Hansen's predictions from the 1980s have been pretty accurate. None of the predictions of cooling from various alternative views have been realised.

 

 

Hmm I am not familiar with that prediction but my thoughts immediately turned to something I read on how NOAA recently re-calibrated over of 100 years of US climate readings because the original numbers were disproving climate change.

 

It is all so political I do not know who to trust but I will follow up on your Hansen reference.

 

At this point I am abstaining from any non build threads on BuildHub because after an abrupt discussion on moderation policy I have concluded BuildHub is not an equitable forum for general discussion.

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1 hour ago, epsilonGreedy said:

 

A figure that demonstrates impressive progress though the whole year percentage is probably lower.

 

Actually it looks like the annual figure for renewable electricity generation is a fair bit higher than the spot value I quoted earlier of 28.41%.  The most recent data I could find (from here: https://assets.publishing.service.gov.uk/government/uploads/system/uploads/attachment_data/file/789370/Renewables_March_2019.pdf) gives the provisional 2018 renewable generation percentage as 33.3% of the total, with renewable generation having increased by 11.8% for 2018, compared with 2017, largely as a result of increased capacity.

 

 

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1 minute ago, JSHarris said:

... gives the provisional 2018 renewable generation percentage as 33.3% of the total, with renewable generation having increased by 11.8% for 2018, compared with 2017, largely as a result of increased capacity.

 

 

Wow. Wind must form a substantial part of that because a quick eyeball interpretation of the yellow slither of PV across the whole year chart on the site you referenced suggests it is more like 10% annually.

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6 minutes ago, epsilonGreedy said:

 

Hmm I am not familiar with that prediction but my thoughts immediately turned to something I read on how NOAA recently re-calibrated over of 100 years of US climate readings because the original numbers were disproving climate change.

 

It is all so political I do not know who to trust but I will follow up on your Hansen reference.

 

At this point I am abstaining from any non build threads on BuildHub because after an abrupt discussion on moderation policy I have concluded BuildHub is not an equitable forum for general discussion.

No just not true. If like the vast majority of members here you play nice then your posts don't get subjected to any kind of moderation. It's in the terms and conditions that you signed up to when you joined this forum that if you post something which doesn't adhere to these rules then it gets moderated. It's that simple.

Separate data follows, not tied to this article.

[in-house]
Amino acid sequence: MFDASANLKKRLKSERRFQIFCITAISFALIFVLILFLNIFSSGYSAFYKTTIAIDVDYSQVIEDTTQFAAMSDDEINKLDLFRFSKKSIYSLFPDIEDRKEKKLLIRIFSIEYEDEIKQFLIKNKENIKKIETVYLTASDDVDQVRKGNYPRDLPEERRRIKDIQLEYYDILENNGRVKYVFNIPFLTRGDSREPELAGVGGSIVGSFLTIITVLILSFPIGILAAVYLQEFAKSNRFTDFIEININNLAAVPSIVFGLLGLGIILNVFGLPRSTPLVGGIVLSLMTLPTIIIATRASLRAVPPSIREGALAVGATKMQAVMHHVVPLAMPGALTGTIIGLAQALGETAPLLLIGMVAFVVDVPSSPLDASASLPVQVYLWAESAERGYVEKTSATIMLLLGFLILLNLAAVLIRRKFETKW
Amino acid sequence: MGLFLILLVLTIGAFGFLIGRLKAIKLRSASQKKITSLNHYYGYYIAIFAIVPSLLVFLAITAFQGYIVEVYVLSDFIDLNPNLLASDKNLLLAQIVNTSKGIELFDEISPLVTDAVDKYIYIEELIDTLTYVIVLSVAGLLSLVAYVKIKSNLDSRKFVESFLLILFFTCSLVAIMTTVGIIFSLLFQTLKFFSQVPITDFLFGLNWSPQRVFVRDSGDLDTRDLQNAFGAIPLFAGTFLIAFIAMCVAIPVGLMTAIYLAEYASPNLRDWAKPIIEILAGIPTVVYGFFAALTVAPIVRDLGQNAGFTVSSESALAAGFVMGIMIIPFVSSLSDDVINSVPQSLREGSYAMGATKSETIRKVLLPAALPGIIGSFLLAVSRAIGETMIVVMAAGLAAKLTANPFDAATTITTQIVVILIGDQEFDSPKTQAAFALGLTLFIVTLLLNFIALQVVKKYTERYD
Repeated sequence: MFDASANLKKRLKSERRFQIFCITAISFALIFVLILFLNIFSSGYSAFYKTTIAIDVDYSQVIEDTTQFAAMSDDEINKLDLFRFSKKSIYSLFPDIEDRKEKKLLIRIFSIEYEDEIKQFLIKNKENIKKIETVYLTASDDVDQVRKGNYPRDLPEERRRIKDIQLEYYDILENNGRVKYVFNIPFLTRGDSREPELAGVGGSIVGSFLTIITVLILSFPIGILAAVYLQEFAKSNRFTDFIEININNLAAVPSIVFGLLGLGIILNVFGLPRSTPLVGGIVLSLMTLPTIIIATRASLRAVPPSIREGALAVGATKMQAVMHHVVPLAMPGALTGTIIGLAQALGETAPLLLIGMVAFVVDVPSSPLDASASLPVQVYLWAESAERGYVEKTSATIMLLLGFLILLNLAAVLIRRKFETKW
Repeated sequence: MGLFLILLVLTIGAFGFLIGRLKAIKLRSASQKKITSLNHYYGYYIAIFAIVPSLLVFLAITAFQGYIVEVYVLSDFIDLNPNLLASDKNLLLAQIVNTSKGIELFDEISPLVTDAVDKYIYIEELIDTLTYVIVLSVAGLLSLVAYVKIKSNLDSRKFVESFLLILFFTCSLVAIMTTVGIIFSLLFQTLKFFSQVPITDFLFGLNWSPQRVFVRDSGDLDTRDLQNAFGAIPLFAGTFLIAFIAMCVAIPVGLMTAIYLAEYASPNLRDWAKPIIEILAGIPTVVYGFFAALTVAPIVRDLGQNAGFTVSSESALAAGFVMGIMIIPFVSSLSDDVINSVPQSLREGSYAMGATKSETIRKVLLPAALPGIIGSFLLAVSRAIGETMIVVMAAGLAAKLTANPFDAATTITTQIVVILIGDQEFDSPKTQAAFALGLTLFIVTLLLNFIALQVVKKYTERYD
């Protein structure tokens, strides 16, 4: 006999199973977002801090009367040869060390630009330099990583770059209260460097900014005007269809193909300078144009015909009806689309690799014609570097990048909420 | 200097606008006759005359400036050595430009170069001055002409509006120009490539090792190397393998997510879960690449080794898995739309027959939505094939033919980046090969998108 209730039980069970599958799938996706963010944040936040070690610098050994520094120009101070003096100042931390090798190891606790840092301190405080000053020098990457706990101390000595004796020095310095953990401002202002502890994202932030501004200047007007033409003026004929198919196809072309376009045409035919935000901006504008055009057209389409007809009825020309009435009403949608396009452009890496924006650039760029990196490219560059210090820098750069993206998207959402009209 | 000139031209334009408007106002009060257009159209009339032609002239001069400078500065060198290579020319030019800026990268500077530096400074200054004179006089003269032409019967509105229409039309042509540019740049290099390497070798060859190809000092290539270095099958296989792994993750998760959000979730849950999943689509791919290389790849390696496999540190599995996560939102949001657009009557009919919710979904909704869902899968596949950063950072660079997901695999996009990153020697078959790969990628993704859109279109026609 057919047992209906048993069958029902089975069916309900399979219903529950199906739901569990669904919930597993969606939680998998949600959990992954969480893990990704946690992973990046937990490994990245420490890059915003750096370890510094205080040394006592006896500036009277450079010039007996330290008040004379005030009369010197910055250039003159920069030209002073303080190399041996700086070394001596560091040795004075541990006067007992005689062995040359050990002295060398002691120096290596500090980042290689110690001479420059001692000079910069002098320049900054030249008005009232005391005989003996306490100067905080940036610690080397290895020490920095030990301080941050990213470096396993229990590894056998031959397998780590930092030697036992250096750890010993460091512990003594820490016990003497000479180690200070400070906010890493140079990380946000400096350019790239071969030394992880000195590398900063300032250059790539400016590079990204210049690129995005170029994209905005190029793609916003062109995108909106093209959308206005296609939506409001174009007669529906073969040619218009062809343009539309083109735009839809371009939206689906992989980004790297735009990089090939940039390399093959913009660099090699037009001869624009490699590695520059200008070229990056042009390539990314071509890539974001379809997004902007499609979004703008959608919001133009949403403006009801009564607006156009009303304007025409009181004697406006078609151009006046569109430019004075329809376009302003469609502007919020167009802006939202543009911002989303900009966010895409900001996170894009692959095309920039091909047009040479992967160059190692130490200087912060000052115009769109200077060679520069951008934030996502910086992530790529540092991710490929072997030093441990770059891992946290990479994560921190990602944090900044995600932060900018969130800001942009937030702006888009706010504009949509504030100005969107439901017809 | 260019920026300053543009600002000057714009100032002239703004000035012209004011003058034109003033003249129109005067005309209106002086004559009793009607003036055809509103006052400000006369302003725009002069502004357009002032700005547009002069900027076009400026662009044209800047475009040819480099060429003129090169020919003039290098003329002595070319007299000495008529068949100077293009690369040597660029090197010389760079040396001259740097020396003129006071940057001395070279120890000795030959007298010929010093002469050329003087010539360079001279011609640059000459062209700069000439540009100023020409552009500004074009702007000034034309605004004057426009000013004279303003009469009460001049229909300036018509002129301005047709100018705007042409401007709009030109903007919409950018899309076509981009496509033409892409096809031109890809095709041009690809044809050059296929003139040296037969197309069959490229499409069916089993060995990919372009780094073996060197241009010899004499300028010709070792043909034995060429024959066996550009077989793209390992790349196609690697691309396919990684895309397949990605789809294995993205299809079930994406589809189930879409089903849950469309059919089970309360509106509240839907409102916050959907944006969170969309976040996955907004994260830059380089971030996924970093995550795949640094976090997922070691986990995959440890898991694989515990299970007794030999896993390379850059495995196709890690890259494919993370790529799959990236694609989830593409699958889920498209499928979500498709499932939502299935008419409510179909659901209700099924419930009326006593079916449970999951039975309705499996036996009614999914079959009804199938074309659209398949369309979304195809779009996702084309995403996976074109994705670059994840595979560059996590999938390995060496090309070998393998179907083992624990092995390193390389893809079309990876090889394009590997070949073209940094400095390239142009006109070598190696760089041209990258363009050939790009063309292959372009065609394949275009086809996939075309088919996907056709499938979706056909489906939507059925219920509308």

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2 hours ago, epsilonGreedy said:

 

Hmm I am not familiar with that prediction but my thoughts immediately turned to something I read on how NOAA recently re-calibrated over of 100 years of US climate readings because the original numbers were disproving climate change.

 

 

This wasn't something I was familiar with, so I've spent some time (including ten minutes on the phone) to try and understand what actually happened with the re-baselining of historical measurements.

 

The first reason for adjusting historical records seems to be because the observation locations have not been consistent. The true location of named observation stations has changed over the years, and although there are records of where the observation stations were located, no one has previously sought to see if there was a variation in recorded values as a consequence of precise location.  In addition to location, there have been local environmental changes introduced by things like the growth of towns and cities around observation stations. When the impact of location and local environmental changes were quantified a set of correction factors were generated that were applied to the historical data set, so that all the measurements were referenced to a common location and local environmental change baseline, in as far as was reasonably practical.

 

The next factor relates to the absolute accuracy of the instruments used, and the calibration standards that were applied.  Over the years these have changed, as the science of metrology has pinned down both units and measurement methods.  Another set of correction factors was applied to the historical data to allow for the changes in instrument types and calibration standards.

 

The final set of corrections seem to relate to temporal differences, as observation practices changed over the years.  Some observations were recorded once a day at manual recording stations and the time of day when the measurements were made varied, with periods when observations were made in the early morning, periods when observations were made in the evening and then more recent recordings that have been more frequent, perhaps many times a day.

 

I can find no evidence that there was any political or other bias in producing these corrections, especially as it seems that several different teams were involved, each looking at different aspects of recorded data accuracy.  The corrections seem to have attracted a lot of scrutiny, too, which has helped to substantiate the methodology that was used and show that it was robust.  I can't see a causal link between the various observation record re-calibration initiatives and any alleged desire to make historical data fit a modern climate model, especially as the corrections applied to historical sea temperature measurements, as a part of this overall measurement error correction initiative, tended to slightly reduce the evidence for global warming.

 

 

 

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There's a new World Foods shop opened where the old Aldi used to be, on Seymour Grove in Trafford. I'm told they've got a great range of Dolmio. Probably go and check it out on my Lunch!